Emergency care – far from home?

Adam Roberts, Nuffield Trust, explores how the distance from home to urgent care has changed.

Blog post

Published: 18/02/2014

Any change to the location of hospital care will attract public and media attention, especially when it involves the closure or downgrading of a hospital or A&E department. But with health systems feeling the financial squeeze the search for savings may require more reconfiguration of services.

Although it is often discussed, there is little information about how far away emergency services actually are from where people live in England, how these distances vary across the country and whether they are changing. In our new report we aim to answer these questions.

Spoiler alert! In short, there are no real surprises.

Firstly, the distance generally isn’t that far. The majority of people who attended a major A&E in 2011/12 were able to do so within 2.6 miles (4.2km) of their home. Even in more serious cases requiring an emergency admission to hospital, most occurred within 3.4 miles (5.5km) of the person’s home, and 70 per cent were within 6.2 miles (10km).

To put that in context, we travel an average distance of 7 miles (11.3km) for a normal journey to work, school or shopping etc (Department for Transport 2011).

Secondly, the distance from home to hospital for an emergency admission varies across the country. This shouldn’t come as a surprise; if you live in the middle of a densely populated city, it is reasonable to expect that you will have a hospital close-by.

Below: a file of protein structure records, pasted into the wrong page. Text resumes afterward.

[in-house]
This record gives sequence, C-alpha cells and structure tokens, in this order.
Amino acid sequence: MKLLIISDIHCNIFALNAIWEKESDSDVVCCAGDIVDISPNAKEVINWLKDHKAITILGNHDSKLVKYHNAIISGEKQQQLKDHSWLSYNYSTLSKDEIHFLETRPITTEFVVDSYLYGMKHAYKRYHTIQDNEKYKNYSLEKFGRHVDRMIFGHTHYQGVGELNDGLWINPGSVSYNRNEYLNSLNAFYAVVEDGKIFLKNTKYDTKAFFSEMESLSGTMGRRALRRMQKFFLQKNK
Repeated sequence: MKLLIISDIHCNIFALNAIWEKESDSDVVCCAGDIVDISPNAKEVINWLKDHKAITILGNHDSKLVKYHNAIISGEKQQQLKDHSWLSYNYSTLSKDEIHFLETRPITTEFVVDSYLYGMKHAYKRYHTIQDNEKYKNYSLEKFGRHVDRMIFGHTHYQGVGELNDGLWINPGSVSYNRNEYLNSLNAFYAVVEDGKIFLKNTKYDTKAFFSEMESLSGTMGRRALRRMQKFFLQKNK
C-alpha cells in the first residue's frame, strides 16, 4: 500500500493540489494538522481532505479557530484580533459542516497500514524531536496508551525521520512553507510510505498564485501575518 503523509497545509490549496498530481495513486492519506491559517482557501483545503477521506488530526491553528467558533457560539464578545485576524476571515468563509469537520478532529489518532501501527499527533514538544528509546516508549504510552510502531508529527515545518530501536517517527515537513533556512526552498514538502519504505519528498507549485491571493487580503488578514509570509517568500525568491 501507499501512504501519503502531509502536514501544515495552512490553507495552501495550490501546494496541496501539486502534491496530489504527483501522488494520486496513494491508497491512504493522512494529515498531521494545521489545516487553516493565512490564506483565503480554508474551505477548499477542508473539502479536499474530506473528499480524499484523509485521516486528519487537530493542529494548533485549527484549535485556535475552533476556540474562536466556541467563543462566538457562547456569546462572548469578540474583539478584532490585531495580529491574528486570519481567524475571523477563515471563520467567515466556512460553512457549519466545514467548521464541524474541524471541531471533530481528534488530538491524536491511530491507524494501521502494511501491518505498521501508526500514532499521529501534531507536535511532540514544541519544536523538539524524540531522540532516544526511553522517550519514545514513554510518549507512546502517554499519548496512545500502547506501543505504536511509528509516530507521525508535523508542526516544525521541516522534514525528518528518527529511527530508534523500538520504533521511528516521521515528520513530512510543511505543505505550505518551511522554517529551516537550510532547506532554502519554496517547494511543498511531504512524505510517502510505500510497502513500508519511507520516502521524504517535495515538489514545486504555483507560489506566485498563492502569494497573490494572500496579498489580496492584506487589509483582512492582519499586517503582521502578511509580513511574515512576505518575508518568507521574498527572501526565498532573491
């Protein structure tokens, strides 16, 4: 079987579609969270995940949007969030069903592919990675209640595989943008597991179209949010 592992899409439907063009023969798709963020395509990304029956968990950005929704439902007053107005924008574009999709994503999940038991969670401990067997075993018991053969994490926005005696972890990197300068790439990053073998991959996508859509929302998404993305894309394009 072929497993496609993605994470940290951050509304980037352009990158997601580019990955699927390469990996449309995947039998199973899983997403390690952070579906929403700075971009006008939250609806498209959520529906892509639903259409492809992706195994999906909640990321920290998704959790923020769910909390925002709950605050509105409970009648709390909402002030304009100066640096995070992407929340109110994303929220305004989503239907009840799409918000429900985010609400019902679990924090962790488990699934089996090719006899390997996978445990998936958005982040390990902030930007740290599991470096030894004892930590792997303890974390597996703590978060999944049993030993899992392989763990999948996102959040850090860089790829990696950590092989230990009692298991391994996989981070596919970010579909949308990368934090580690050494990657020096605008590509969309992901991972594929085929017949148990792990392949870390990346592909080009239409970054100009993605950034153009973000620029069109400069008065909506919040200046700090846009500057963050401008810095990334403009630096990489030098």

Conversely, if you can only see one other building from your home, you wouldn’t expect it to be a hospital. That isn’t to say that your personal need is less important than that of someone living in a city, just that there is a higher level of need where there are more people.

The NHS has limited resources and must spend them in the most effective way; hospitals are expensive, so it’s appropriate to position them where they will support the most people.

However, in parts of the country where the distances are much greater, the question of distance may carry more weight when considering any reconfiguration.

Finally, the average distance to hospital has not substantially changed over the last decade, rising by less than a quarter of a mile, from 5.2 miles to 5.4 miles. One of the surprises from this work is how difficult it was to get a clear picture of where NHS emergency services have opened or closed in recent years; but data provided by Binleys suggests that the number of A&E departments in England has stayed fairly stable since 2006.

So what does our research mean for the wider debate on A&E closures?

Obviously, when an A&E department does close there will be an impact on the distances for people living nearby. But the opposite is true when an A&E department is opened.

The question of how far is too far for emergency care is a complicated one. Generally, receiving treatment quickly following an accident is preferable. But there are many cases, such as stroke or serious trauma, where there is a significant benefit from travelling further to reach a specialist centre. Clearly there is a balance to be achieved between providing ease of access and over-supplying an inefficient service.

There is no doubt that changes or closures to A&E services are a hot topic at the moment – and that looks set to continue. But like many debates in healthcare, this one is sadly not fully informed by the evidence. This is hardly surprising: the evidence on distances for emergency care, or even where services have moved or closed, has been sorely lacking.

While we do not claim that this research fully informs the impact of A&E closures debate, it does provide empirical evidence on the true picture of the distances involved, both currently and over the last decade. Time will tell whether there will be a dramatic increase in these distances over the next decade.

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